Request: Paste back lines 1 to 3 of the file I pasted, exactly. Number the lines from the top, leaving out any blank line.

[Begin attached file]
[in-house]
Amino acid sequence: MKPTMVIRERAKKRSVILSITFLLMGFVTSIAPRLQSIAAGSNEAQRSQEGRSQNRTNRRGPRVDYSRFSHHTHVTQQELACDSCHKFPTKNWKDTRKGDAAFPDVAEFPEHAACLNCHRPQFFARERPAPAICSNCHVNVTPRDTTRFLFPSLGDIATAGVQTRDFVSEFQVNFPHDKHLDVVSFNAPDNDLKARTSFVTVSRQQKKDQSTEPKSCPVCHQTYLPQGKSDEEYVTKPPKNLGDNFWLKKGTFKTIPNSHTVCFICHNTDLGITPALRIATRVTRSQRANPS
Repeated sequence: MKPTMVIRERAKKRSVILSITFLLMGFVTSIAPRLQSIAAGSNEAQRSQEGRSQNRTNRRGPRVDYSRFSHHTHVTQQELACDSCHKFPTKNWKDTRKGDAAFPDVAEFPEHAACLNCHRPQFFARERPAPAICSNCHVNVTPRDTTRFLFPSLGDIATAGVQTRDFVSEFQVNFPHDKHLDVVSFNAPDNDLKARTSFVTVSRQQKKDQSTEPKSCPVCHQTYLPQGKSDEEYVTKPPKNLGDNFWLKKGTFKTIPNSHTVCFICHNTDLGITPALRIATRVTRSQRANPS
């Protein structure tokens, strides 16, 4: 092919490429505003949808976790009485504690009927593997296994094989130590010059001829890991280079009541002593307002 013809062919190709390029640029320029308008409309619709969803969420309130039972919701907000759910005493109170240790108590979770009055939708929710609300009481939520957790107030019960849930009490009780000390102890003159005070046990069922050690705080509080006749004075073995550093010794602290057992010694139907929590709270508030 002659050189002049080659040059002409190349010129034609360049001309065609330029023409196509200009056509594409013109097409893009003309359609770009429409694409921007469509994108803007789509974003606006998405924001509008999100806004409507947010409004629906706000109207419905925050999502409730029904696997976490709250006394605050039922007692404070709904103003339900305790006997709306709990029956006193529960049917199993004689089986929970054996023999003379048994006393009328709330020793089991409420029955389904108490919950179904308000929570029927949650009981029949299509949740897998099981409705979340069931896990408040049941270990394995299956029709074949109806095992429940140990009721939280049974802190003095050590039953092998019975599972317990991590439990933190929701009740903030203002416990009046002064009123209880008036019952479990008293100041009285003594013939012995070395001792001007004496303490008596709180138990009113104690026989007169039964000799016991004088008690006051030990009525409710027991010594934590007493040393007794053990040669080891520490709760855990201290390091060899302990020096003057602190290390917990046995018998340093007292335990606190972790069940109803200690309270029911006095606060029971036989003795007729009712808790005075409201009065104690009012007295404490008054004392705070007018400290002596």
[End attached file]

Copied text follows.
[in-house]
Amino acid sequence: MKPTMVIRERAKKRSVILSITFLLMGFVTSIAPRLQSIAAGSNEAQRSQEGRSQNRTNRRGPRVDYSRFSHHTHVTQQELACDSCHKFPTKNWKDTRKGDAAFPDVAEFPEHAACLNCHRPQFFARERPAPAICSNCHVNVTPRDTTRFLFPSLGDIATAGVQTRDFVSEFQVNFPHDKHLDVVSFNAPDNDLKARTSFVTVSRQQKKDQSTEPKSCPVCHQTYLPQGKSDEEYVTKPPKNLGDNFWLKKGTFKTIPNSHTVCFICHNTDLGITPALRIATRVTRSQRANPS
Repeated sequence: MKPTMVIRERAKKRSVILSITFLLMGFVTSIAPRLQSIAAGSNEAQRSQEGRSQNRTNRRGPRVDYSRFSHHTHVTQQELACDSCHKFPTKNWKDTRKGDAAFPDVAEFPEHAACLNCHRPQFFARERPAPAICSNCHVNVTPRDTTRFLFPSLGDIATAGVQTRDFVSEFQVNFPHDKHLDVVSFNAPDNDLKARTSFVTVSRQQKKDQSTEPKSCPVCHQTYLPQGKSDEEYVTKPPKNLGDNFWLKKGTFKTIPNSHTVCFICHNTDLGITPALRIATRVTRSQRANPS